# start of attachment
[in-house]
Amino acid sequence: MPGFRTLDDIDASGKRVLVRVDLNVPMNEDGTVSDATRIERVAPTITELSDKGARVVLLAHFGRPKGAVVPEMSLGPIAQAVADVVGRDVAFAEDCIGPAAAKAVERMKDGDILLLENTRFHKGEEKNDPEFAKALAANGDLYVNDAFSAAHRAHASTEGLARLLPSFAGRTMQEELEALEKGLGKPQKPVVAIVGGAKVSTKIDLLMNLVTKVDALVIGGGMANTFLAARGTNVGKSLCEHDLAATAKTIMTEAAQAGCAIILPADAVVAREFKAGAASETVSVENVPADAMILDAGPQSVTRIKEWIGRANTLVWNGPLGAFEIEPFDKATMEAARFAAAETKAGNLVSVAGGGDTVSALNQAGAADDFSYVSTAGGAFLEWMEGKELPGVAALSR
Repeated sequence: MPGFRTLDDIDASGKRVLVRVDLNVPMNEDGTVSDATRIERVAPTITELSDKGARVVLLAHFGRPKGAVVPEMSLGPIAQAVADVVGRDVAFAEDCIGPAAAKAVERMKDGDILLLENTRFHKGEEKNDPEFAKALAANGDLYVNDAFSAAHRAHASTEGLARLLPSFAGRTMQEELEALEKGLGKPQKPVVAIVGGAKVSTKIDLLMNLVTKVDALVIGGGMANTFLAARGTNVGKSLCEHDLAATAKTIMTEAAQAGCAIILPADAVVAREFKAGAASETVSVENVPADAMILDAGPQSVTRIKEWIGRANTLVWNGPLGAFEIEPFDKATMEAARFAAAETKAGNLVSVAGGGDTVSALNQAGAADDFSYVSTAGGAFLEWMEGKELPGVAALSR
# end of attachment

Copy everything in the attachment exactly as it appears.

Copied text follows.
[in-house]
Amino acid sequence: MPGFRTLDDIDASGKRVLVRVDLNVPMNEDGTVSDATRIERVAPTITELSDKGARVVLLAHFGRPKGAVVPEMSLGPIAQAVADVVGRDVAFAEDCIGPAAAKAVERMKDGDILLLENTRFHKGEEKNDPEFAKALAANGDLYVNDAFSAAHRAHASTEGLARLLPSFAGRTMQEELEALEKGLGKPQKPVVAIVGGAKVSTKIDLLMNLVTKVDALVIGGGMANTFLAARGTNVGKSLCEHDLAATAKTIMTEAAQAGCAIILPADAVVAREFKAGAASETVSVENVPADAMILDAGPQSVTRIKEWIGRANTLVWNGPLGAFEIEPFDKATMEAARFAAAETKAGNLVSVAGGGDTVSALNQAGAADDFSYVSTAGGAFLEWMEGKELPGVAALSR
Repeated sequence: MPGFRTLDDIDASGKRVLVRVDLNVPMNEDGTVSDATRIERVAPTITELSDKGARVVLLAHFGRPKGAVVPEMSLGPIAQAVADVVGRDVAFAEDCIGPAAAKAVERMKDGDILLLENTRFHKGEEKNDPEFAKALAANGDLYVNDAFSAAHRAHASTEGLARLLPSFAGRTMQEELEALEKGLGKPQKPVVAIVGGAKVSTKIDLLMNLVTKVDALVIGGGMANTFLAARGTNVGKSLCEHDLAATAKTIMTEAAQAGCAIILPADAVVAREFKAGAASETVSVENVPADAMILDAGPQSVTRIKEWIGRANTLVWNGPLGAFEIEPFDKATMEAARFAAAETKAGNLVSVAGGGDTVSALNQAGAADDFSYVSTAGGAFLEWMEGKELPGVAALSR